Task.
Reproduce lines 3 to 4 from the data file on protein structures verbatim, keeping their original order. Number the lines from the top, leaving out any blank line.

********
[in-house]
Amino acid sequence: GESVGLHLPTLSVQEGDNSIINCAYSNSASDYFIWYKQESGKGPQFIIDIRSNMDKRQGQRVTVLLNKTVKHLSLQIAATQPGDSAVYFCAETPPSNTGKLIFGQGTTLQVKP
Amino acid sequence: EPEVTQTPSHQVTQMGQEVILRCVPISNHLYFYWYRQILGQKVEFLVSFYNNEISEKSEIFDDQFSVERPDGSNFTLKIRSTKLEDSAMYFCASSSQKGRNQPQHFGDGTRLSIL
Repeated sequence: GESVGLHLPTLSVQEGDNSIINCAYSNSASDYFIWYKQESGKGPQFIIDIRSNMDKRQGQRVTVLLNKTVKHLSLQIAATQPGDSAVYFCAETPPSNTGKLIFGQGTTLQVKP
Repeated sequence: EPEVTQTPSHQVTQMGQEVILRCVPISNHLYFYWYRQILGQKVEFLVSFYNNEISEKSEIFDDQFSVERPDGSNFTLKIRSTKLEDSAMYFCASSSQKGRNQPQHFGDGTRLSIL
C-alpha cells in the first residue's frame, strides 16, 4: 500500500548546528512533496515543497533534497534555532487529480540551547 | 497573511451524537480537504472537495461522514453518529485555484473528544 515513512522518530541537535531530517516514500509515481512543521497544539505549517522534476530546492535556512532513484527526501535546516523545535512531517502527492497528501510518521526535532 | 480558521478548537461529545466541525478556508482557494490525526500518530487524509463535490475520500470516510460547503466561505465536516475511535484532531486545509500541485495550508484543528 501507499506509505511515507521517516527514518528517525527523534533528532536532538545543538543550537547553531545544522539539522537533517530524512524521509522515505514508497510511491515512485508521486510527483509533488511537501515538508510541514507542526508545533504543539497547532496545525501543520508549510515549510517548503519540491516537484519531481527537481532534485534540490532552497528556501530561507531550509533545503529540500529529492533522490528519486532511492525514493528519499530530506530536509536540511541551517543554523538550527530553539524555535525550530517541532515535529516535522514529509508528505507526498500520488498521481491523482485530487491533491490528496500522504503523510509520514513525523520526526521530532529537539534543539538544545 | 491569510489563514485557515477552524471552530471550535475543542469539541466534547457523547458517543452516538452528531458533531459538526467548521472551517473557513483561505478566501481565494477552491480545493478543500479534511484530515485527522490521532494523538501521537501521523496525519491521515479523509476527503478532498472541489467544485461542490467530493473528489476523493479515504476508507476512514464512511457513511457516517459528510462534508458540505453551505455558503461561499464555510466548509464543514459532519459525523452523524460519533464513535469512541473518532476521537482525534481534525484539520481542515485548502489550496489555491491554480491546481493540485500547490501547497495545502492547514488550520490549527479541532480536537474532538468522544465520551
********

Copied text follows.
Amino acid sequence: EPEVTQTPSHQVTQMGQEVILRCVPISNHLYFYWYRQILGQKVEFLVSFYNNEISEKSEIFDDQFSVERPDGSNFTLKIRSTKLEDSAMYFCASSSQKGRNQPQHFGDGTRLSIL
Repeated sequence: GESVGLHLPTLSVQEGDNSIINCAYSNSASDYFIWYKQESGKGPQFIIDIRSNMDKRQGQRVTVLLNKTVKHLSLQIAATQPGDSAVYFCAETPPSNTGKLIFGQGTTLQVKP